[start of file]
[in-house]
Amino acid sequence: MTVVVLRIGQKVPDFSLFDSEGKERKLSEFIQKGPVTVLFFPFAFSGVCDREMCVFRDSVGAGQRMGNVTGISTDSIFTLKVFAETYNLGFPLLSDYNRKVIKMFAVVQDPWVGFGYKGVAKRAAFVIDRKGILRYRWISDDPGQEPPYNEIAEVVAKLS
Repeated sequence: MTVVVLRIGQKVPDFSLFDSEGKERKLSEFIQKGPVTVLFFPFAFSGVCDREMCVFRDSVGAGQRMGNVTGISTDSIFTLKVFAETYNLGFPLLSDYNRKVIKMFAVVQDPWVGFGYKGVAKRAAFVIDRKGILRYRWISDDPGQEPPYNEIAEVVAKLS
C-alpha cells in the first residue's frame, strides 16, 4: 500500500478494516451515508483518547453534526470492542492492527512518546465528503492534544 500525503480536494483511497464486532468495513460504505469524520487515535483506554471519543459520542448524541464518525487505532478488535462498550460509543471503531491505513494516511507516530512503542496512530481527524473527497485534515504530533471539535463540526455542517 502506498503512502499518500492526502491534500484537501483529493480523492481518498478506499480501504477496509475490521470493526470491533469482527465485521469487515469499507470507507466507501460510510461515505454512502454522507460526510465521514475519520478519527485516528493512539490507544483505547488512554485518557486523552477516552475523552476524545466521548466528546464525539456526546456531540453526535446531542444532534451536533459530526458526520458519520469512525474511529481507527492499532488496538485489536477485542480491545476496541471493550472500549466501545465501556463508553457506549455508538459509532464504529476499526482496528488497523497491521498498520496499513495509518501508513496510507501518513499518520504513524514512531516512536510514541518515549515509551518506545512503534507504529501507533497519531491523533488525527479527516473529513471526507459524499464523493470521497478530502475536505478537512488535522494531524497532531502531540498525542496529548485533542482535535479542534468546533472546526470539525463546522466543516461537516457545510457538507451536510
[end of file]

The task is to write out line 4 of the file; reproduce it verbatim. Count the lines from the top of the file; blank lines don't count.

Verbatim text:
C-alpha cells in the first residue's frame, strides 16, 4: 500500500478494516451515508483518547453534526470492542492492527512518546465528503492534544 500525503480536494483511497464486532468495513460504505469524520487515535483506554471519543459520542448524541464518525487505532478488535462498550460509543471503531491505513494516511507516530512503542496512530481527524473527497485534515504530533471539535463540526455542517 502506498503512502499518500492526502491534500484537501483529493480523492481518498478506499480501504477496509475490521470493526470491533469482527465485521469487515469499507470507507466507501460510510461515505454512502454522507460526510465521514475519520478519527485516528493512539490507544483505547488512554485518557486523552477516552475523552476524545466521548466528546464525539456526546456531540453526535446531542444532534451536533459530526458526520458519520469512525474511529481507527492499532488496538485489536477485542480491545476496541471493550472500549466501545465501556463508553457506549455508538459509532464504529476499526482496528488497523497491521498498520496499513495509518501508513496510507501518513499518520504513524514512531516512536510514541518515549515509551518506545512503534507504529501507533497519531491523533488525527479527516473529513471526507459524499464523493470521497478530502475536505478537512488535522494531524497532531502531540498525542496529548485533542482535535479542534468546533472546526470539525463546522466543516461537516457545510457538507451536510